The establishment of massive Trading Blocs, a proliferation of technology, a shift of funding to Russia and Eastern Europe following the democratization of these former communists regimes, the geo-political interaction, and fierce competition from Western Europe and South-East Asian countries have strengthened the need for change.

The rise in Muslim fundamentalism, escalating regional conflicts around the world and a growing disillusionment by the inequitable distribution of the world’s wealth endangers the peace and civility envisioned with the so-called New World Order.

There are too many countries where about half the population continues to live below the poverty line. Under this new phenomenon, regional trade within the Caribbean as well as international commerce will be affected in the very near future, which makes the present status quo unacceptable.

A comprehensive analysis should be undertaken to ascertain the immediate impact on Caribbean imports/exports, and any resultant repercussions emanating from these trading Blocs.

 

            SEARCH FOR REGIONAL UNITY

   

In spite of some improvements under CARICOM, the region has remained almost as balkanized and fragmented (both economically and politically) as experienced during the period when there was competitive greed and conflict among the European Powers. Fragmentation has long characterized if not debilitated the region, perhaps indicative of its history as separate colonies, being integrated totally or partially into a combined union.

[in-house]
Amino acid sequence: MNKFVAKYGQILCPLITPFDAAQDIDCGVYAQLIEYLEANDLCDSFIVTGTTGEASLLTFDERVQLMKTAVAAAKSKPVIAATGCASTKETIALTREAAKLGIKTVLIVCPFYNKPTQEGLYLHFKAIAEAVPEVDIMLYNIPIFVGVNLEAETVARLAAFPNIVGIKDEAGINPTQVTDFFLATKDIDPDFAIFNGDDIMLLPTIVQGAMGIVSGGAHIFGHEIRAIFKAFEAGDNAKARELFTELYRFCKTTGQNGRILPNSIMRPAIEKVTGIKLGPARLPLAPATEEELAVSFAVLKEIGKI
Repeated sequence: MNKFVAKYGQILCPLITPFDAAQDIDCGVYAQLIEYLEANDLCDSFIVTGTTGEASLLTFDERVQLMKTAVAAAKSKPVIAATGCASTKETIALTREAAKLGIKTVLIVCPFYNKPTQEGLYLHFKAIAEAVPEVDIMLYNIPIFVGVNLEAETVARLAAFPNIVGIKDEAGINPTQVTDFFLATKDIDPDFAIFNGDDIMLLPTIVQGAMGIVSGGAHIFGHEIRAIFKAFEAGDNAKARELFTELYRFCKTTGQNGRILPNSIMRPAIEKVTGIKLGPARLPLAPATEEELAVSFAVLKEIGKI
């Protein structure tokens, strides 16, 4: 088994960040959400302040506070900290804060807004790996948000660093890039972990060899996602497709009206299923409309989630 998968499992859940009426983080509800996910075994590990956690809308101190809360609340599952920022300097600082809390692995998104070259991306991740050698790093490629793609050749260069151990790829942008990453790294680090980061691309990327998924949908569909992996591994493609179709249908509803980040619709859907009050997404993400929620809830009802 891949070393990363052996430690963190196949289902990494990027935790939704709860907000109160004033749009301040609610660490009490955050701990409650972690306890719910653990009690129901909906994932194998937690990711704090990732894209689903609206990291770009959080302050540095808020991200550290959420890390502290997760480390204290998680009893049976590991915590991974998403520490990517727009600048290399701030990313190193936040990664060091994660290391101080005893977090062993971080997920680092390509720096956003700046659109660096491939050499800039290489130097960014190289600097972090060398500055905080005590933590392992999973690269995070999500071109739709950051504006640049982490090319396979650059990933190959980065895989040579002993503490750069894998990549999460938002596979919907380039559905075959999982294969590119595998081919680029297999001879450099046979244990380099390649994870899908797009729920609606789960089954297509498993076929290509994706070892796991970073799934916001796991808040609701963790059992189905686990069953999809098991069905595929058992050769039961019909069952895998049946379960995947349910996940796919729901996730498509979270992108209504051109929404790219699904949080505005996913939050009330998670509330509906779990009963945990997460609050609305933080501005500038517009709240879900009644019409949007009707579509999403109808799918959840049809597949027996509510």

Anguilla separated (as a colony of the United kingdom) from St. Kitts and Nevis. Barbuda has repeatedly threatened to severe its links with Antigua. Union Island (a part of the unitary state of St. Vincent and the Grenadines) attempted to secede but failed. Some groups in Tobago have constantly expressed their intentions to secession from the twin island state of Trinidad and Tobago, but so far that desire has proven futile.

In 1961 Jamaicans in a referendum voted against remaining in the West Indian Federation, formed four years earlier. This eventually led to the break-up of the first serious attempt at forming a political union, involving ten (10) of the then British Colonies. Since then any mention of West Indian Federation has sparked reaction ranging from concern to ridicule to total dismissal. Many opponents of regional integration contend that no federation of island states has ever succeeded. The short-lived Malaysian federation is often cited as testimony to this reality.

There were other initiatives in recent years aimed at forging economic links, a typical case was the proposal from the Trinidad and Tobago Prime Minister, Patrick Manning seeking closer ties by creating an economic union, involving Guyana, Barbados and Trinidad and Tobago. Another was an attempt to bring about political integration of the Windward Islands in order to protect the banana industry. Caribbean banana producers have fought tirelessly to retain preferential prices and access to Europe.